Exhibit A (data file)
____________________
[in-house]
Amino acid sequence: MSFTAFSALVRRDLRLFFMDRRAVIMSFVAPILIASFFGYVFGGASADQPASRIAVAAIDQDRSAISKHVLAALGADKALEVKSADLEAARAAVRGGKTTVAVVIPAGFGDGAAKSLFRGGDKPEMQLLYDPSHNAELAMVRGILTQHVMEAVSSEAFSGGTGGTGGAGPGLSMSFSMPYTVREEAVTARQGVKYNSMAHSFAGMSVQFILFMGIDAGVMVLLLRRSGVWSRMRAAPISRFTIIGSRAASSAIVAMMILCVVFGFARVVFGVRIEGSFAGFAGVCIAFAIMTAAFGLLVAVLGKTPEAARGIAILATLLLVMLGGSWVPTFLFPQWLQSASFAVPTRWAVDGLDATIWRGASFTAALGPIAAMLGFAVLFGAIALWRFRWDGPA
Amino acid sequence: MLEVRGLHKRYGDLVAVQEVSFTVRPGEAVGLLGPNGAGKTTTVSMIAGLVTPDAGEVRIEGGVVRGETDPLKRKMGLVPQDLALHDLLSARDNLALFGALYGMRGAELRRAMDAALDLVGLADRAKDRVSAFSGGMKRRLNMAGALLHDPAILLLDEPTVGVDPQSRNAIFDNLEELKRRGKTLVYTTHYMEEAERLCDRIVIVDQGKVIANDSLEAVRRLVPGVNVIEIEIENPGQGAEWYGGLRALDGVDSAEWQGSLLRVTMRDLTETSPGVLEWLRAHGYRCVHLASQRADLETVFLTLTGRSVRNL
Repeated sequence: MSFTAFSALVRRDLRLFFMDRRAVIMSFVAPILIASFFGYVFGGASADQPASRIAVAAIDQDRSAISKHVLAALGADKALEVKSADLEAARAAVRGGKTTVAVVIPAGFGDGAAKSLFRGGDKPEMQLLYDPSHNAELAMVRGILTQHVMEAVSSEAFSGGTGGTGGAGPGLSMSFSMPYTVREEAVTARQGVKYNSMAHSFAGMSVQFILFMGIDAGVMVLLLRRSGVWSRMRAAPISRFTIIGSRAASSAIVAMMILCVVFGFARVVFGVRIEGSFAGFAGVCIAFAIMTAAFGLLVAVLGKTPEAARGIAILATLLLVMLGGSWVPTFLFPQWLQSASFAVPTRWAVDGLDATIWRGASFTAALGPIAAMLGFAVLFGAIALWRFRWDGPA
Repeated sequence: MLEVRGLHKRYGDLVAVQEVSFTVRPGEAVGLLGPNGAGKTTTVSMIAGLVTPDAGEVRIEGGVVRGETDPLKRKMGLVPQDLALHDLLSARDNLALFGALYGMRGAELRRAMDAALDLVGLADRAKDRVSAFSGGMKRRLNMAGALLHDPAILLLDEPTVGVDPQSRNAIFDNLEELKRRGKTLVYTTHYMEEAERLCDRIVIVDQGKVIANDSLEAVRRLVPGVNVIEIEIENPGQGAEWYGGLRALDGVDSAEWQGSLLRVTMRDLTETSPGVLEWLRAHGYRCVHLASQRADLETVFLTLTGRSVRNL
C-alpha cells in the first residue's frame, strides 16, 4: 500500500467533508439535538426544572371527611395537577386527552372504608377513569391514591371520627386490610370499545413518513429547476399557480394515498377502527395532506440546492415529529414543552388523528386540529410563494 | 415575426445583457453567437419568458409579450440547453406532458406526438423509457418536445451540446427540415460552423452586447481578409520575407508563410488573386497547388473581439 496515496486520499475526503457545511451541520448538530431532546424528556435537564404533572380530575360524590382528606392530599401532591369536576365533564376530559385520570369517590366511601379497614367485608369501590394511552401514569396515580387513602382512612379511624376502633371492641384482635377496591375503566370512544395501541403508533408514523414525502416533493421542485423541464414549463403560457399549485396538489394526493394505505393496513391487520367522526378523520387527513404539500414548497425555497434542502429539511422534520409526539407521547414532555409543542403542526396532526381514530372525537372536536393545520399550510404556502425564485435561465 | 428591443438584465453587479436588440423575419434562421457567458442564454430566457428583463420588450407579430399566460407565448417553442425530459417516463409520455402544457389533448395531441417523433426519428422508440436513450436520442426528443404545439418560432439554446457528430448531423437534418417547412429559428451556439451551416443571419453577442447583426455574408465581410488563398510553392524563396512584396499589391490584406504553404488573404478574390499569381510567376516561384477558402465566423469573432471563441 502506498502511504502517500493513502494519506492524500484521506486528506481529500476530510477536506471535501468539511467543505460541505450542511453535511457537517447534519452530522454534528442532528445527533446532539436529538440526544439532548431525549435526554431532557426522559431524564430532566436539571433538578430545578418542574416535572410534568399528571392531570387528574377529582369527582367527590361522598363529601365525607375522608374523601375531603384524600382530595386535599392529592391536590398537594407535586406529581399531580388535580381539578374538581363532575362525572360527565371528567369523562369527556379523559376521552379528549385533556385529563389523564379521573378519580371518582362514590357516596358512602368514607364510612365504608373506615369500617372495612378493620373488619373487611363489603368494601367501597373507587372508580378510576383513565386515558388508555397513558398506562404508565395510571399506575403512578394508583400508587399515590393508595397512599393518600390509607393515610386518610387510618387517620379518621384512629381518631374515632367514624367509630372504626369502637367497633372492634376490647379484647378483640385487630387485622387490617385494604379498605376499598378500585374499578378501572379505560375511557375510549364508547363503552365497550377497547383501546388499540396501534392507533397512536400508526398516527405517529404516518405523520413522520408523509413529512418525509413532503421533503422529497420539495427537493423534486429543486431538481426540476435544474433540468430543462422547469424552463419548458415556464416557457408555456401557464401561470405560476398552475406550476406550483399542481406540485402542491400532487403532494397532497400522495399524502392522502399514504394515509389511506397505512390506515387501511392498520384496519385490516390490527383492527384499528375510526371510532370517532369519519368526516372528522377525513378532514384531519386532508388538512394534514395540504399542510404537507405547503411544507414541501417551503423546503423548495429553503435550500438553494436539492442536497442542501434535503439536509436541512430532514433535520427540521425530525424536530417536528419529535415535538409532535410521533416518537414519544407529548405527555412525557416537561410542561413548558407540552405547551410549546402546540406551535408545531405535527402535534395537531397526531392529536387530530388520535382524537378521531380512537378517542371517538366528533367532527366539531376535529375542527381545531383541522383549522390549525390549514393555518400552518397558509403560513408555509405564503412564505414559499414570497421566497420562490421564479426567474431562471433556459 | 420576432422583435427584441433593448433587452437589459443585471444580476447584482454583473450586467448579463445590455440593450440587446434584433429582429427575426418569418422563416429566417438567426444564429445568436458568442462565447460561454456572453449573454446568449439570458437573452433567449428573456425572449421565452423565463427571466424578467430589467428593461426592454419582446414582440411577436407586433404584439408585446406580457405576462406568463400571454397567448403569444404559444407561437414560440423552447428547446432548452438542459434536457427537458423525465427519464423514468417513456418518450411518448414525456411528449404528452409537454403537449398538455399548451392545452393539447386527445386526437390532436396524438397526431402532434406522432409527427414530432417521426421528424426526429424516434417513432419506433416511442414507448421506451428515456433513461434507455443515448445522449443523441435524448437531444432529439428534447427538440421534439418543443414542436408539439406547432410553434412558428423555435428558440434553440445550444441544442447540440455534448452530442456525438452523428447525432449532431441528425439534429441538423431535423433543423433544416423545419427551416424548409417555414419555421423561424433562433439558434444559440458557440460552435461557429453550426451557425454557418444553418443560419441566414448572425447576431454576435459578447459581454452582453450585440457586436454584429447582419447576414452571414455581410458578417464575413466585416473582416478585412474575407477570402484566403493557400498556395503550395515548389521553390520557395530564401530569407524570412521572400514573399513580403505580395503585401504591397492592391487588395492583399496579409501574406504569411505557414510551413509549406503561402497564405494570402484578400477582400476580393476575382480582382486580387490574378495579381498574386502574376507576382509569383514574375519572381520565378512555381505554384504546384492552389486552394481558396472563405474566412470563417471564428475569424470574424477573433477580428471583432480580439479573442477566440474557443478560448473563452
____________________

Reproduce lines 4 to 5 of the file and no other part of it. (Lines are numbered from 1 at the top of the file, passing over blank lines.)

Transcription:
Repeated sequence: MSFTAFSALVRRDLRLFFMDRRAVIMSFVAPILIASFFGYVFGGASADQPASRIAVAAIDQDRSAISKHVLAALGADKALEVKSADLEAARAAVRGGKTTVAVVIPAGFGDGAAKSLFRGGDKPEMQLLYDPSHNAELAMVRGILTQHVMEAVSSEAFSGGTGGTGGAGPGLSMSFSMPYTVREEAVTARQGVKYNSMAHSFAGMSVQFILFMGIDAGVMVLLLRRSGVWSRMRAAPISRFTIIGSRAASSAIVAMMILCVVFGFARVVFGVRIEGSFAGFAGVCIAFAIMTAAFGLLVAVLGKTPEAARGIAILATLLLVMLGGSWVPTFLFPQWLQSASFAVPTRWAVDGLDATIWRGASFTAALGPIAAMLGFAVLFGAIALWRFRWDGPA
Repeated sequence: MLEVRGLHKRYGDLVAVQEVSFTVRPGEAVGLLGPNGAGKTTTVSMIAGLVTPDAGEVRIEGGVVRGETDPLKRKMGLVPQDLALHDLLSARDNLALFGALYGMRGAELRRAMDAALDLVGLADRAKDRVSAFSGGMKRRLNMAGALLHDPAILLLDEPTVGVDPQSRNAIFDNLEELKRRGKTLVYTTHYMEEAERLCDRIVIVDQGKVIANDSLEAVRRLVPGVNVIEIEIENPGQGAEWYGGLRALDGVDSAEWQGSLLRVTMRDLTETSPGVLEWLRAHGYRCVHLASQRADLETVFLTLTGRSVRNL